Insurance companies aren’t restricting access to medications just because they want to save money for themselves (thought that is a factor). They are responding the skyrocketing prices of prescription medications that go up throughout the year. The rise in prescription drug costs is out of control. A report found that pharmaceutical costs have increased an average of 8.3% per year since 1994, far beyond the rate of inflation. In recent years, we have seen more dramatic price increases and the introduction of expensive specialty medications.

Even generic medications (which are generally less-expensive forms of brand name medications) are seeing explosive increases. A recent study found that “almost 400 generics saw price increases of more than 1,000%” between 2008–2015. And the U.S., by design, pays far more than any other country for nearly every medication. For example, take a look at the cost of a prescription medication called Capaxone in 2013.


Source: International Federation of Health Plans

At the same time, when restrictive measures are placed on life-saving medications, people respond by splitting their pills in half to make the prescription last longer, cutting down on other expenses like food, or not taking medications as directed. This leads to a variety of negative outcomes, including higher death rates, worse health status, more hospitalizations, and increased costs to the system. The measures allowable under current health insurance law do very little to protect consumers from these risks.

Louisiana (yes, Louisiana) is ahead of the curve on this issue

In 2011, Louisiana, one of the most conservative states in the nation, successfully tackled this problem. Louisiana’s law requires insurance companies to provide a guaranteed formulary once the plan is available for purchase and disallows efforts to restrict access to medications. Insurers can always add medications to the formulary and the only restrictive change that can be made is moving a medication to a higher cost sharing level if a generic medication becomes available.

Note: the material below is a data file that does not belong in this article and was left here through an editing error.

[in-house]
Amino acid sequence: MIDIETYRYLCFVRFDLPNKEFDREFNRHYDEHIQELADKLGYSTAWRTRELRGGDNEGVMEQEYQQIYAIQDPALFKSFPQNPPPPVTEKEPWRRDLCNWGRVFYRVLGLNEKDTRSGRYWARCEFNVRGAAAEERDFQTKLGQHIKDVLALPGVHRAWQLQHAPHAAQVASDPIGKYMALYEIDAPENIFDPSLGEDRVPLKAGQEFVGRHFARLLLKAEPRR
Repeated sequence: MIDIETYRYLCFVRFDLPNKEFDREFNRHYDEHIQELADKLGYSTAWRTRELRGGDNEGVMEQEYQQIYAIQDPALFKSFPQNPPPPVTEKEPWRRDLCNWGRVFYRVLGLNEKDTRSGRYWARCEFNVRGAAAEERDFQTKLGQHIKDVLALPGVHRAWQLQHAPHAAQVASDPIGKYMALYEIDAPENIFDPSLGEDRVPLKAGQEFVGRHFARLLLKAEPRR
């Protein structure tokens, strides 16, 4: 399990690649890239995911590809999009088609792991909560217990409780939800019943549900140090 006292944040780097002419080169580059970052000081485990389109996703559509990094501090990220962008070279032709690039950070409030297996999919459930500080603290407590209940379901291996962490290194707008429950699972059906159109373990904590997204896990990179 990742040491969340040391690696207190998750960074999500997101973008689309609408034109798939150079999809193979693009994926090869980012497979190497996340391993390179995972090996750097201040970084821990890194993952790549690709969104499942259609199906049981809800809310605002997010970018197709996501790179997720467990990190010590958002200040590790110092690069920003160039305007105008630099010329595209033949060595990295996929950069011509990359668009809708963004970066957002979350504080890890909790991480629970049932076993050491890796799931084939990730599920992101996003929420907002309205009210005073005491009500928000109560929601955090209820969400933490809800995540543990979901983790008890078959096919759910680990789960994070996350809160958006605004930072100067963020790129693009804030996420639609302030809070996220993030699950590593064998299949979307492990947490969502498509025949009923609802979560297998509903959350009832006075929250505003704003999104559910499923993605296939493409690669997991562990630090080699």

Did the law lead to an explosion of premiums? Quite the opposite. A 2016 study found that “Louisiana experienced the largest slowdown [in single premium growth rates in the employer market], as average premium growth fell from 7.8 percent a year between 2006 and 2010 to 2.4 percent from 2010 to 2015.” At the same time, deductibles in Louisiana rose 3.1% between 2010 and 2015, the fourth-lowest rate in the nation.


Source: Commonwealth Fund, 2016 (click link for interactive map)

Why did premiums and deductibles rise at a much lower rate than the national average when the 2011 law insurance companies said would lead to higher costs? Part of the explanation could be that, thanks to the 2011 law, patients have better adherence to doctor’s instructions because their access to medications isn’t unexpectedly prohibited by increased costs, leading to reduced health risks and lower use of other health care services. This theory needs to be studied more closely, but the data show that the law did not lead to the kind of premium and deductible growth that critics feared.

Take action

Mr. Consiglio plans to keep fighting to protect consumers from these harmful practices. “In the mortgage, even minor changes to the terms of the loan during the application process need to be disclosed to, and acknowledged by, the consumer, We are dealing with our health care here which I believe is more important.” You can take action to advance this bill during the legislatives session.

A reflection of the broader problem

While disruptions in prescription medication coverage are significant issues faced by consumers, they are symptomatic of a larger problem in the U.S. Our health care system is organized around a poorly coordinated network of doctors, hospitals and clinics, drug manufacturers, health insurance companies, pharmacy benefit managers, and various other players. Many of these stakeholders exist in other countries, but are organized to minimize the burden on the most important person in the system: the patient.

Laws that make it easier for patients to get the care they need without disruption are badly needed if we hope to make our healthcare system achieve the goal of a healthier population. We should do everything in our power to ensure that the various interests in U.S. health care are serving the patient, first and foremost. That means supporting legislation like HB 112 and SB 291 as well as laws that would rein in pharmaceutical companies on prescription drug prices.

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Colin Baillio is the Director of Policy and Communications at Health Action New Mexico, a non-profit, statewide, health consumer advocacy organization that works to ensure that all New Mexico communities have access to quality, affordable, medical and dental care. Health Action New Mexico has extensively researched and officially endorsed HB 112 and SB 291.